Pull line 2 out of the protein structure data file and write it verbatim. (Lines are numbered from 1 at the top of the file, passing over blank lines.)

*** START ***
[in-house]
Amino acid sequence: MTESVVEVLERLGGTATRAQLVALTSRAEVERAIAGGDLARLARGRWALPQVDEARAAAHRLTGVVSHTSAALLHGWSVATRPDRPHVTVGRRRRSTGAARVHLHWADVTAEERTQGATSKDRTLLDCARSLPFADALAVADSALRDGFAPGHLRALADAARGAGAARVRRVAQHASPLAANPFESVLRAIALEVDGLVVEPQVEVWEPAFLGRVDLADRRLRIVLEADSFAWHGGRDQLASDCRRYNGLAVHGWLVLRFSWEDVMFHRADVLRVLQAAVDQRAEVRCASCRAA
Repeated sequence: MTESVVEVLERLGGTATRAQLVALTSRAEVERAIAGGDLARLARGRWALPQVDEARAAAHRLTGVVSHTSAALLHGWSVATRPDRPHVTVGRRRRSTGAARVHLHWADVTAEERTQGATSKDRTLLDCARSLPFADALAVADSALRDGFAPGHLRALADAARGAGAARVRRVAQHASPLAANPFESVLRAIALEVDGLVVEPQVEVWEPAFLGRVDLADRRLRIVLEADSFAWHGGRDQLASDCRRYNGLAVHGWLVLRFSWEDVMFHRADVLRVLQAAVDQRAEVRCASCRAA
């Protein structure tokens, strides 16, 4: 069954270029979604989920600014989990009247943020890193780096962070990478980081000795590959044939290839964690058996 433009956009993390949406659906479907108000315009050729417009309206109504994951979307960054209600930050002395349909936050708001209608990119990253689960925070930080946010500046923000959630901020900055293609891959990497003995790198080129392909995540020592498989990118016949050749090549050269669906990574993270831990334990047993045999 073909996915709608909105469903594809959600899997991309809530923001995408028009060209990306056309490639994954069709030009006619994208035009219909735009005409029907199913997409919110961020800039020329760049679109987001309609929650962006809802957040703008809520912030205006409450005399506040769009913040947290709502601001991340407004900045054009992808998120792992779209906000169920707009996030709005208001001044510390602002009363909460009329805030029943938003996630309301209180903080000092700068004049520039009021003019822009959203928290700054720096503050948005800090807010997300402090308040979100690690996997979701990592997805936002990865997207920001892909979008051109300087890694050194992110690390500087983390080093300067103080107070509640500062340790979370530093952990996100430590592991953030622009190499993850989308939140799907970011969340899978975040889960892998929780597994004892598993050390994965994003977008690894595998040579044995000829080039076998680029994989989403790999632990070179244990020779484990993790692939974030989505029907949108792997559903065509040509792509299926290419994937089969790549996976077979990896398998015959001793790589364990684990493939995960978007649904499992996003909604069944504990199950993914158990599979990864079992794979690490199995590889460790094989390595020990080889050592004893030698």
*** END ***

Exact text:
Amino acid sequence: MTESVVEVLERLGGTATRAQLVALTSRAEVERAIAGGDLARLARGRWALPQVDEARAAAHRLTGVVSHTSAALLHGWSVATRPDRPHVTVGRRRRSTGAARVHLHWADVTAEERTQGATSKDRTLLDCARSLPFADALAVADSALRDGFAPGHLRALADAARGAGAARVRRVAQHASPLAANPFESVLRAIALEVDGLVVEPQVEVWEPAFLGRVDLADRRLRIVLEADSFAWHGGRDQLASDCRRYNGLAVHGWLVLRFSWEDVMFHRADVLRVLQAAVDQRAEVRCASCRAA